|Friday, December 19, 2008|
Sea Shepherd Finds and Engages the Japanese Whaling Fleet!!!!
We have them!
The crew of Sea Shepherd Conservation Society's ship, the Steve Irwin, have found the Japanese whaling fleet, less than a week after leaving Hobart, Tasmania. The Yushin Maru # 2 was caught unaware today in dense fog and in heavy ice. The Sea Shepherd crew immediately launched a strike on the vessel with rotten butter bombs.
The Japanese whalers have been caught hunting whales inside the Australian Antarctic territorial waters in blatant contempt of a January 2008 Australian Federal Court Order prohibiting them from whaling in the Australian Economic Exclusion Zone.
Sea Shepherd intends to enforce this Order and other international conservation laws protecting endangered whale species in an established whale sanctuary in violation of the international moratorium on commercial whaling. We do so in accordance with the principles established by the United Nations World Charter for Nature.
Sea Shepherd appeals to the government of Australia to grant us permission to shut down the illegal operations of the Japanese whaling fleet in Australian territorial waters. The Australian citizens onboard the Steve Irwin intend to enforce Australian law against the illegal activities of the Japanese invasion force in these waters.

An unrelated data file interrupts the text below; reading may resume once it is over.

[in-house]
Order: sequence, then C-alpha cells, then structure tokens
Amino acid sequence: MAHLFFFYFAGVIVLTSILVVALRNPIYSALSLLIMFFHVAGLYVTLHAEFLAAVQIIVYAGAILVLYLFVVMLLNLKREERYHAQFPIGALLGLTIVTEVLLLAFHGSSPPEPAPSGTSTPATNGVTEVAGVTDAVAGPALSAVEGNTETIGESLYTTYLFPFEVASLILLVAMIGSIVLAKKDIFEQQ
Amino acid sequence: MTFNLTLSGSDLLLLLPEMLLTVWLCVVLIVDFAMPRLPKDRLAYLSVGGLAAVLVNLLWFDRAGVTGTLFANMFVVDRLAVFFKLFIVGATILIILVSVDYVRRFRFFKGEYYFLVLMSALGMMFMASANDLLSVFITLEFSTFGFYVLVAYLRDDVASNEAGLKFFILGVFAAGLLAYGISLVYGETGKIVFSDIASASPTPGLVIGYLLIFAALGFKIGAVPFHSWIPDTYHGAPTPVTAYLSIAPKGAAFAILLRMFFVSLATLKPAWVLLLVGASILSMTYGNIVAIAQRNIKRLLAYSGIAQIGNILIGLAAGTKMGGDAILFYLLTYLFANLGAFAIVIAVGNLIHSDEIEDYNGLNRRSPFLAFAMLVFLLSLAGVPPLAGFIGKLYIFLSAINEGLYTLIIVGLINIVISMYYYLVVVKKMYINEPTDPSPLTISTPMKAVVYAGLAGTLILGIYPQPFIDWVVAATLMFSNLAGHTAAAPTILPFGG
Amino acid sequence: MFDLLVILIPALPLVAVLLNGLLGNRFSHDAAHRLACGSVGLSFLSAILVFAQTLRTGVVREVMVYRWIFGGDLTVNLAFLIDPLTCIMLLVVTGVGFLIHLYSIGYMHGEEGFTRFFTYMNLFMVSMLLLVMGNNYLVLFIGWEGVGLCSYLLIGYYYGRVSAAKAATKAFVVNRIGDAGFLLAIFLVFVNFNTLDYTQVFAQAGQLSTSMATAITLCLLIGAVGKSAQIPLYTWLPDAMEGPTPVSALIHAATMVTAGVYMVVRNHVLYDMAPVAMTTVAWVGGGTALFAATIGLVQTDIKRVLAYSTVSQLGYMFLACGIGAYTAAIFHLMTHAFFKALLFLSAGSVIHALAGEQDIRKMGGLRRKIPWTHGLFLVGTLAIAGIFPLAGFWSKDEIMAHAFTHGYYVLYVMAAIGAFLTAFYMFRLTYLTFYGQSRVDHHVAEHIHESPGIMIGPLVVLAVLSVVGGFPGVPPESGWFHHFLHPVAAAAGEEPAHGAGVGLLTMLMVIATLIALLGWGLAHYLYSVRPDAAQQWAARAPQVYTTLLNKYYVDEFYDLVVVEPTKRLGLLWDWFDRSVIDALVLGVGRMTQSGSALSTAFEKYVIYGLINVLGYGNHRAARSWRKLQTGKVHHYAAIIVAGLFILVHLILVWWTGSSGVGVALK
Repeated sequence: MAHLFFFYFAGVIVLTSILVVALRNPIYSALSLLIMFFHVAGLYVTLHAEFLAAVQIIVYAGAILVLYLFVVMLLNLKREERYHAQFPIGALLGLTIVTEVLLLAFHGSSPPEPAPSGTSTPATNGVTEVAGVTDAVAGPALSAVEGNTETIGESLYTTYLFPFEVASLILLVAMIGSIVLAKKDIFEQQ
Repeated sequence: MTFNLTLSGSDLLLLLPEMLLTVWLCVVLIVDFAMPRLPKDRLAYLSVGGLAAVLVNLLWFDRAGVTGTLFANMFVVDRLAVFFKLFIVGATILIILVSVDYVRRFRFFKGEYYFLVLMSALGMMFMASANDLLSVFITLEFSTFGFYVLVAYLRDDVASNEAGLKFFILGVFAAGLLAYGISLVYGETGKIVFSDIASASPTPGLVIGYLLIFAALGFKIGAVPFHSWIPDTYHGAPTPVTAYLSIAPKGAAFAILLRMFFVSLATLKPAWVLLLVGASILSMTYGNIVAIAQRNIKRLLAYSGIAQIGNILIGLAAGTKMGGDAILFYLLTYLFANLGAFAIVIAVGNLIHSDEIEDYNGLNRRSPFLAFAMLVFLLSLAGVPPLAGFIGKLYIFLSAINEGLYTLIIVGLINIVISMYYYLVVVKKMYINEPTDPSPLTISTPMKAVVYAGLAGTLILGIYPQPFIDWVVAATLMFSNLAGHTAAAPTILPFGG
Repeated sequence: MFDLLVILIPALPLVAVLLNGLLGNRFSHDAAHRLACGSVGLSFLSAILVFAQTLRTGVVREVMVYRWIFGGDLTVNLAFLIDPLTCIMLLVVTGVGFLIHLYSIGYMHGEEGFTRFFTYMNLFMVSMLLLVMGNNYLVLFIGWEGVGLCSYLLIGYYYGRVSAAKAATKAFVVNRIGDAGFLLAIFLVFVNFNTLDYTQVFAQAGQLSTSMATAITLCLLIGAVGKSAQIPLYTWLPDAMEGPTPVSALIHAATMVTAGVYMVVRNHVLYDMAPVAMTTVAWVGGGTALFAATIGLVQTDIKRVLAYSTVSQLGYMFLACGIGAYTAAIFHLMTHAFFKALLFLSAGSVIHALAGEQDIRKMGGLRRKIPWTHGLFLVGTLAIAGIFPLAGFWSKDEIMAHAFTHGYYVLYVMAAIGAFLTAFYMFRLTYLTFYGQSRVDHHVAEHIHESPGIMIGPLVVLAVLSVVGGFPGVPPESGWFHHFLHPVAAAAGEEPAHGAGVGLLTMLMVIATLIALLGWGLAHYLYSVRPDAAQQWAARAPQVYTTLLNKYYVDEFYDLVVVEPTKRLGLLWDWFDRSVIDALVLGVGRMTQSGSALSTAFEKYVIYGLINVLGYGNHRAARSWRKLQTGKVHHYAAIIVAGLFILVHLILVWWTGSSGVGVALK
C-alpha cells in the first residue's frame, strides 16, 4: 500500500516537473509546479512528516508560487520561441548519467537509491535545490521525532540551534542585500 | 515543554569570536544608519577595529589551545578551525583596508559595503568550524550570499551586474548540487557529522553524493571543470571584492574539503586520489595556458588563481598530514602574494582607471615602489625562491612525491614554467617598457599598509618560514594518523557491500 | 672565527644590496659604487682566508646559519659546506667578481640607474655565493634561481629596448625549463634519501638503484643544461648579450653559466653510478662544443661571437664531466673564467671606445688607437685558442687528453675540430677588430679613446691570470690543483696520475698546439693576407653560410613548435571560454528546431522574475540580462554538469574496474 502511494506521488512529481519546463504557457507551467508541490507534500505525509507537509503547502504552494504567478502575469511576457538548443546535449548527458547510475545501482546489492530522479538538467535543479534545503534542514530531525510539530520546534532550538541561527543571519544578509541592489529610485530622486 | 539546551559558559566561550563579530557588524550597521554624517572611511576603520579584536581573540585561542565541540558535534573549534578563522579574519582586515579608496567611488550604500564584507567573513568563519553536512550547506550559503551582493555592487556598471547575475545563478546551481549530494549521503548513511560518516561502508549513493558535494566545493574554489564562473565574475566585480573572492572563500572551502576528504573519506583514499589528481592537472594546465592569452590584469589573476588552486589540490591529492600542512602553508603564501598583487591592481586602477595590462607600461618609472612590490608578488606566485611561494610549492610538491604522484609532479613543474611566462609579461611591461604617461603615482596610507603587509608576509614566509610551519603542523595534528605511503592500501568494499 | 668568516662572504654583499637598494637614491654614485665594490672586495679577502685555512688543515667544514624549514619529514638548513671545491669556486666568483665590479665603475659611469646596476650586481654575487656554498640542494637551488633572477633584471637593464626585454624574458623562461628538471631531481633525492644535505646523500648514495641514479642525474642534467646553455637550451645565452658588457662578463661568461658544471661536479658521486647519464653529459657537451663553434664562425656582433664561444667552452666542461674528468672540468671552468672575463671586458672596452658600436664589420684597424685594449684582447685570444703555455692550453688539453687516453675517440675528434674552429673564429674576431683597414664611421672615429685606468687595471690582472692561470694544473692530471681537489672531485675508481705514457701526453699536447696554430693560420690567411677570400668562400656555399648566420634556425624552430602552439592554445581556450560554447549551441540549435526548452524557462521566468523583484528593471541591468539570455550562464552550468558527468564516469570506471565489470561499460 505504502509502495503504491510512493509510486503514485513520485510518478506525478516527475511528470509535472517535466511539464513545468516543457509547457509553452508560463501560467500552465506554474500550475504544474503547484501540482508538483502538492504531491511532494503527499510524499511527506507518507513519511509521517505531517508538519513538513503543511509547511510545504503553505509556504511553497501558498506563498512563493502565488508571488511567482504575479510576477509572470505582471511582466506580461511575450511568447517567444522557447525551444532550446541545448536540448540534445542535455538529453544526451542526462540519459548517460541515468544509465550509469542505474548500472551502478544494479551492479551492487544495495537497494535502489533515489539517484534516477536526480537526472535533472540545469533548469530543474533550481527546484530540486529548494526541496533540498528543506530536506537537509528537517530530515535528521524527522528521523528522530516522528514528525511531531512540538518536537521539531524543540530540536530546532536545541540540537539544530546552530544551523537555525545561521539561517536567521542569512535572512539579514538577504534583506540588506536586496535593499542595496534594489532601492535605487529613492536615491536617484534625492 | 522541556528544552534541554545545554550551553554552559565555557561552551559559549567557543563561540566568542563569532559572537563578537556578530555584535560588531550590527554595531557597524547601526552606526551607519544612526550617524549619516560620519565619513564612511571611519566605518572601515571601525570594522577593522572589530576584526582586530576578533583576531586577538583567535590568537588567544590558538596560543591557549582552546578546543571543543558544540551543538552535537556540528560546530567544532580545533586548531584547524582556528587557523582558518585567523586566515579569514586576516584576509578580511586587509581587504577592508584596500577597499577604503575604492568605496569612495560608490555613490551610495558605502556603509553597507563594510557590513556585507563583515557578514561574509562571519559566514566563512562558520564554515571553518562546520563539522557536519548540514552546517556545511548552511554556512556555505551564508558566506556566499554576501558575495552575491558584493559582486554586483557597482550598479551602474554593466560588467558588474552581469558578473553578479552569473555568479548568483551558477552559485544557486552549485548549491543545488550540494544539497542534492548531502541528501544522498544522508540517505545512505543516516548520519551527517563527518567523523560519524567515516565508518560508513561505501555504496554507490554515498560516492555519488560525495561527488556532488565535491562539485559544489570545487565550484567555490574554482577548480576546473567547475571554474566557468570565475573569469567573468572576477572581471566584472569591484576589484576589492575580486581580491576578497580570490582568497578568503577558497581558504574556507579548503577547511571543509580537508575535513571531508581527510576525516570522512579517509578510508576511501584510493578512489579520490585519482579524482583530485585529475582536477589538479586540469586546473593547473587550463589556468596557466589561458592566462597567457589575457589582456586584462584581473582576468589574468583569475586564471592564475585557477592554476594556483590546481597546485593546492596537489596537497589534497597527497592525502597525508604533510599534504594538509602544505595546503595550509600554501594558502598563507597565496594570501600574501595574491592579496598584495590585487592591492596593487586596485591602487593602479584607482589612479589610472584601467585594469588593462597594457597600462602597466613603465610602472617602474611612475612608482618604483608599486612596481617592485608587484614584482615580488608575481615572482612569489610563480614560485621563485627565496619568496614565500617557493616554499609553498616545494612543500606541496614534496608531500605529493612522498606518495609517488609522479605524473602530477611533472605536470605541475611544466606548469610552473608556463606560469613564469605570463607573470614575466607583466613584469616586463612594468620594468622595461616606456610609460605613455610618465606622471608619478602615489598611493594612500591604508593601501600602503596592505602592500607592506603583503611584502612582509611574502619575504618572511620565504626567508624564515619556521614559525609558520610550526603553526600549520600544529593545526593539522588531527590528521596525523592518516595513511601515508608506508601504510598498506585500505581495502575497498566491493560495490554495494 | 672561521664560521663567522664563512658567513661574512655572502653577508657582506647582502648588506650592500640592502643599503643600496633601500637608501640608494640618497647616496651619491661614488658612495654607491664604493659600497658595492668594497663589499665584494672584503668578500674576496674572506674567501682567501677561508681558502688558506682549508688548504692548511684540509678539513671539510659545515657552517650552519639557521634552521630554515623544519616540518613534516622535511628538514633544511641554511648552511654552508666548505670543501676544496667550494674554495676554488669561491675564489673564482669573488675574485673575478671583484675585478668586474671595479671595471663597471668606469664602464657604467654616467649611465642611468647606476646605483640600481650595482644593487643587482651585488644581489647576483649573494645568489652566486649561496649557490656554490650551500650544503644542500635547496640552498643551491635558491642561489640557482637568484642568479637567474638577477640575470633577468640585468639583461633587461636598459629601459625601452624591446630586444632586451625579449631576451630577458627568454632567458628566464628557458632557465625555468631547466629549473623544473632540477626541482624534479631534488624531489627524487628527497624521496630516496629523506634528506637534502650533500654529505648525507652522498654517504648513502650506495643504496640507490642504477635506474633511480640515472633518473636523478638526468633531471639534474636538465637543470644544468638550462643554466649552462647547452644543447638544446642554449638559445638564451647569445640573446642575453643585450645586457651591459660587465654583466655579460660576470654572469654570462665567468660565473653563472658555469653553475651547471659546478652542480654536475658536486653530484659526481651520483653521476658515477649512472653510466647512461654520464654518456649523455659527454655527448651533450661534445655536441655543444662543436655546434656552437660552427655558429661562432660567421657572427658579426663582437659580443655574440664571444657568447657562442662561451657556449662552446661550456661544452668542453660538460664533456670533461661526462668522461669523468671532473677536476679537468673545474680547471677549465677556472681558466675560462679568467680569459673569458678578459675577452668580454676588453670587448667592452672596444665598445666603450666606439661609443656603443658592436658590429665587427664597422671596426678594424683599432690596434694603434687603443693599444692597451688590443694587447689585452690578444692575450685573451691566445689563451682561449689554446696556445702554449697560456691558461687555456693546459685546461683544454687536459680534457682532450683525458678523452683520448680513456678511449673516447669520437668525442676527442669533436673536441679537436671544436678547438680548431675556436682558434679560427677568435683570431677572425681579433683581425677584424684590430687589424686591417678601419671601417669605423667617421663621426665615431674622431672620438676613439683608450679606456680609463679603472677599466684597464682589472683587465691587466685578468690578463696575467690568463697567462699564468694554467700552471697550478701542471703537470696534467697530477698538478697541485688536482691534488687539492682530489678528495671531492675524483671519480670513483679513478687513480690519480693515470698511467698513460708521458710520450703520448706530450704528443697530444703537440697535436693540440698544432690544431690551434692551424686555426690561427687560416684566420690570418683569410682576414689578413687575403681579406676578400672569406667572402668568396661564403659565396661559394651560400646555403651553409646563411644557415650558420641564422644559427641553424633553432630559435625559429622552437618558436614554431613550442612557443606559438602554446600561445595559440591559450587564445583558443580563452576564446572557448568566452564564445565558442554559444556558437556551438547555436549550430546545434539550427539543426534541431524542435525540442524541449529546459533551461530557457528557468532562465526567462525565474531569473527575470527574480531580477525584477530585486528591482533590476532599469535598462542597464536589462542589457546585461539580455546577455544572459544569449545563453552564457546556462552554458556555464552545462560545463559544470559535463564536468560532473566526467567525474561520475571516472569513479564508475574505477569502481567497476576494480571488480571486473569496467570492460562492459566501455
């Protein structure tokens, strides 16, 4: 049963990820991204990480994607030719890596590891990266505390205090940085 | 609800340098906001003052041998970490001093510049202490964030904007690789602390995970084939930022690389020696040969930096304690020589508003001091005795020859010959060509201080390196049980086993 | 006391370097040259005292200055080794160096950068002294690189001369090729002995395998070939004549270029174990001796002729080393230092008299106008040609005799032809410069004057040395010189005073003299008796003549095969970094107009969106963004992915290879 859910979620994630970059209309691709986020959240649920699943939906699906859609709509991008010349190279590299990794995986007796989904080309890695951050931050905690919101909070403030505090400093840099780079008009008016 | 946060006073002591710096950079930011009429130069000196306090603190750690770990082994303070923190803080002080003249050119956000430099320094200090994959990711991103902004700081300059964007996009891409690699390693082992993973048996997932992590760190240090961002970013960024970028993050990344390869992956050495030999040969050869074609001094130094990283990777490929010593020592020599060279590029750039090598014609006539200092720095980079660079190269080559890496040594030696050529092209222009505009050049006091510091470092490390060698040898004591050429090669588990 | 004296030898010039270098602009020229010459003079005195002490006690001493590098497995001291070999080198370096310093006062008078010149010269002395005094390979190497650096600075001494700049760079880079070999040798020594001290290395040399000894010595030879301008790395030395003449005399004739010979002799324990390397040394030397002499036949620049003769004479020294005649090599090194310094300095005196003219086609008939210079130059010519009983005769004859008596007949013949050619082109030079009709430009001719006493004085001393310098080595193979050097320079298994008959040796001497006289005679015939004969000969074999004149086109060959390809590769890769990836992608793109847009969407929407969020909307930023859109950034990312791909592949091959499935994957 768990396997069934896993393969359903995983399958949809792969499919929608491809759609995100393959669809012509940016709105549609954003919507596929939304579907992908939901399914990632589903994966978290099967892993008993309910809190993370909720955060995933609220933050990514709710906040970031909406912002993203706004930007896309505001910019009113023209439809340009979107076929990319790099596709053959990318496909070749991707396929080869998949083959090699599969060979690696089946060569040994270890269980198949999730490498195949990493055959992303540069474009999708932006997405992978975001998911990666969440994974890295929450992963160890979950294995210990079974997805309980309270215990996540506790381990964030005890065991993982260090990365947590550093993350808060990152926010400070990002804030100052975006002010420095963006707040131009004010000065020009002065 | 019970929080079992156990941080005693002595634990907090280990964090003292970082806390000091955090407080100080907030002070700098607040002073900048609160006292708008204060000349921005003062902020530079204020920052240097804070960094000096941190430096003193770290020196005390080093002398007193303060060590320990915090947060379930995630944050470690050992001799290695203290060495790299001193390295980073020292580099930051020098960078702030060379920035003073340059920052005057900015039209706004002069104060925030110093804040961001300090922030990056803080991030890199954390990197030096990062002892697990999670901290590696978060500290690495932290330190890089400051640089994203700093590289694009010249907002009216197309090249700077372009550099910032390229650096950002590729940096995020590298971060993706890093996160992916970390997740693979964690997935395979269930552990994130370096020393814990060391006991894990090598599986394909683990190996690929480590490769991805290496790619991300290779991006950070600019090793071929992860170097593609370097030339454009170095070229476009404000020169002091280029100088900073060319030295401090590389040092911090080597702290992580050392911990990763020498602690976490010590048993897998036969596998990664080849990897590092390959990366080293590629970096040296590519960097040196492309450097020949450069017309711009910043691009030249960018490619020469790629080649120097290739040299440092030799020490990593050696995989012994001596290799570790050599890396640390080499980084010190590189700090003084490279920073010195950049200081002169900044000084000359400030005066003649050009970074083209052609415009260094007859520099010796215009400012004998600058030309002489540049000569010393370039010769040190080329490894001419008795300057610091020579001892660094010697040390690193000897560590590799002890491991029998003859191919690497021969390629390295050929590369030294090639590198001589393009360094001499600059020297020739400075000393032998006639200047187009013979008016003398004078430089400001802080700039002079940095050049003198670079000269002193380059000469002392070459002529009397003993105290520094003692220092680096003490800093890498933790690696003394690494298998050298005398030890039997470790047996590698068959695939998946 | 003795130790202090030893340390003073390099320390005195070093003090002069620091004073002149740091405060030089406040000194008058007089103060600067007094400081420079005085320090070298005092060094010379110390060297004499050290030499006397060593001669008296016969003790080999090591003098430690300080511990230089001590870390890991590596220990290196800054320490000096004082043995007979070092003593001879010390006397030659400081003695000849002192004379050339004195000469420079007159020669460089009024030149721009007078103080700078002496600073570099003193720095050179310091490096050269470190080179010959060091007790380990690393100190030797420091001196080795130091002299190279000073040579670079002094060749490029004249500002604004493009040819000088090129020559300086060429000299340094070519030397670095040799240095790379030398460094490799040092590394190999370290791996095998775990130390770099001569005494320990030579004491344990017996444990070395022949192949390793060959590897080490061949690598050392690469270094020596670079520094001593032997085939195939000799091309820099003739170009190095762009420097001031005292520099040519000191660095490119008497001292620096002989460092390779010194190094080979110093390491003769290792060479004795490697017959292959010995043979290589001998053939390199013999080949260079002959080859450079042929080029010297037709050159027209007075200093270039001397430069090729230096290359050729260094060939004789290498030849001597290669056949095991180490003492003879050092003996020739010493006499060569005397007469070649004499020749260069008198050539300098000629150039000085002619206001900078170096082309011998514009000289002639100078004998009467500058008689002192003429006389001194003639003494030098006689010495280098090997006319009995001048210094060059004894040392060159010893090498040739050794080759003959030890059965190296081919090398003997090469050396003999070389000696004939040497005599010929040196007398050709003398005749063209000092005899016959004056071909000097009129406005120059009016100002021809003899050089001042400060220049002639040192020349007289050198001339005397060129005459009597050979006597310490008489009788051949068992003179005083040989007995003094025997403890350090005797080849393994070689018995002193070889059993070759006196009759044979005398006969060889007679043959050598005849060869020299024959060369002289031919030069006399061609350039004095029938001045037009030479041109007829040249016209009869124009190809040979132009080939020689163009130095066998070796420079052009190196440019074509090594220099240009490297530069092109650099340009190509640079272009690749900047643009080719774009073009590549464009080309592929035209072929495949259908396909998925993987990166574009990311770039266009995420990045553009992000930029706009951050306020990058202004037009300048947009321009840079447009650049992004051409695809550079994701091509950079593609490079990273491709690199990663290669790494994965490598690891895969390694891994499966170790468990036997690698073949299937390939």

"There is a dotted line on the chart that clearly defines these waters as being under the economic authority of the government of Australia," said Captain Paul Watson, Founder and President of Sea Shepherd. "There are some in the Australian government who argue that Japan does not recognize Australian authority and therefore nothing can be done. Australians should rejoice that representatives of their government in 1942 did not give in so easily when the Japanese refused to recognize the sovereignty of Australia. If they had, there would be Japanese whaling bases in Australia today."
"It was a relatively simple matter to find them. We just had to put ourselves in their shoes. They expected us to begin our search at the Eastern side of the Ross Sea where they normally begin their whaling. We therefore made every indication that we were heading towards the Eastern side, to an area to the Southeast of New Zealand. Instead, we began our search at the Western side, to the Southwest of Tasmania. We even posted a false report of flying over and filming McQuarie Island to lead them astray, and it worked. At the end of the day, our hunch paid off, and they were exactly where we thought they would be -- in an area they were not supposed to be in. They are whaling in heavy ice conditions. Perhaps in an effort to keep themselves hidden, they have been operating in areas between the ice pack and heavy ice drifts. We are now here to stop them."